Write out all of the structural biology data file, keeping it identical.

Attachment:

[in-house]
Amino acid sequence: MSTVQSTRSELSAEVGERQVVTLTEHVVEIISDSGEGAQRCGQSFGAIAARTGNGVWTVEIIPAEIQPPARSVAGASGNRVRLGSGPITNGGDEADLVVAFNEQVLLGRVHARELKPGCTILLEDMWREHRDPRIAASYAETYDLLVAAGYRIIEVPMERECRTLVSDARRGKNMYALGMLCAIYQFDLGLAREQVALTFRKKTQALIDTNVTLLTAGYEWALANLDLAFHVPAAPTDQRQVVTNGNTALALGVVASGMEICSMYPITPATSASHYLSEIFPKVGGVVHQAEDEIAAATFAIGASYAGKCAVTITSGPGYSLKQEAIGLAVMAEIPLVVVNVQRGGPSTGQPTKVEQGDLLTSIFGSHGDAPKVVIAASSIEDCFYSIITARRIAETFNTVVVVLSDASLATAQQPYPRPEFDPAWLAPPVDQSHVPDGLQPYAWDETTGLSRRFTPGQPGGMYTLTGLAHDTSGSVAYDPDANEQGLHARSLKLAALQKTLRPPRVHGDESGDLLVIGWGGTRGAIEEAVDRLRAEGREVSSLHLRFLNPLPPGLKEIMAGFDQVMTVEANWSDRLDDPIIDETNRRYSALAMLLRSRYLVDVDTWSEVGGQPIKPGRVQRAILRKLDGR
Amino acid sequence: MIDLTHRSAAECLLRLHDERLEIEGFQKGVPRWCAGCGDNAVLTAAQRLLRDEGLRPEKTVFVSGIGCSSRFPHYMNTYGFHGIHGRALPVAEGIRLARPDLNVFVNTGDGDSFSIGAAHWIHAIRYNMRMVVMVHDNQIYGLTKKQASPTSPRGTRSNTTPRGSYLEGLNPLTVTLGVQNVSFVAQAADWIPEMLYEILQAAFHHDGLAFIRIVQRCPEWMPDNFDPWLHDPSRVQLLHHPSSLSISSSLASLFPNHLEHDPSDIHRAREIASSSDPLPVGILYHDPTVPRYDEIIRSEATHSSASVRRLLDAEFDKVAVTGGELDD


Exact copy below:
[in-house]
Amino acid sequence: MSTVQSTRSELSAEVGERQVVTLTEHVVEIISDSGEGAQRCGQSFGAIAARTGNGVWTVEIIPAEIQPPARSVAGASGNRVRLGSGPITNGGDEADLVVAFNEQVLLGRVHARELKPGCTILLEDMWREHRDPRIAASYAETYDLLVAAGYRIIEVPMERECRTLVSDARRGKNMYALGMLCAIYQFDLGLAREQVALTFRKKTQALIDTNVTLLTAGYEWALANLDLAFHVPAAPTDQRQVVTNGNTALALGVVASGMEICSMYPITPATSASHYLSEIFPKVGGVVHQAEDEIAAATFAIGASYAGKCAVTITSGPGYSLKQEAIGLAVMAEIPLVVVNVQRGGPSTGQPTKVEQGDLLTSIFGSHGDAPKVVIAASSIEDCFYSIITARRIAETFNTVVVVLSDASLATAQQPYPRPEFDPAWLAPPVDQSHVPDGLQPYAWDETTGLSRRFTPGQPGGMYTLTGLAHDTSGSVAYDPDANEQGLHARSLKLAALQKTLRPPRVHGDESGDLLVIGWGGTRGAIEEAVDRLRAEGREVSSLHLRFLNPLPPGLKEIMAGFDQVMTVEANWSDRLDDPIIDETNRRYSALAMLLRSRYLVDVDTWSEVGGQPIKPGRVQRAILRKLDGR
Amino acid sequence: MIDLTHRSAAECLLRLHDERLEIEGFQKGVPRWCAGCGDNAVLTAAQRLLRDEGLRPEKTVFVSGIGCSSRFPHYMNTYGFHGIHGRALPVAEGIRLARPDLNVFVNTGDGDSFSIGAAHWIHAIRYNMRMVVMVHDNQIYGLTKKQASPTSPRGTRSNTTPRGSYLEGLNPLTVTLGVQNVSFVAQAADWIPEMLYEILQAAFHHDGLAFIRIVQRCPEWMPDNFDPWLHDPSRVQLLHHPSSLSISSSLASLFPNHLEHDPSDIHRAREIASSSDPLPVGILYHDPTVPRYDEIIRSEATHSSASVRRLLDAEFDKVAVTGGELDD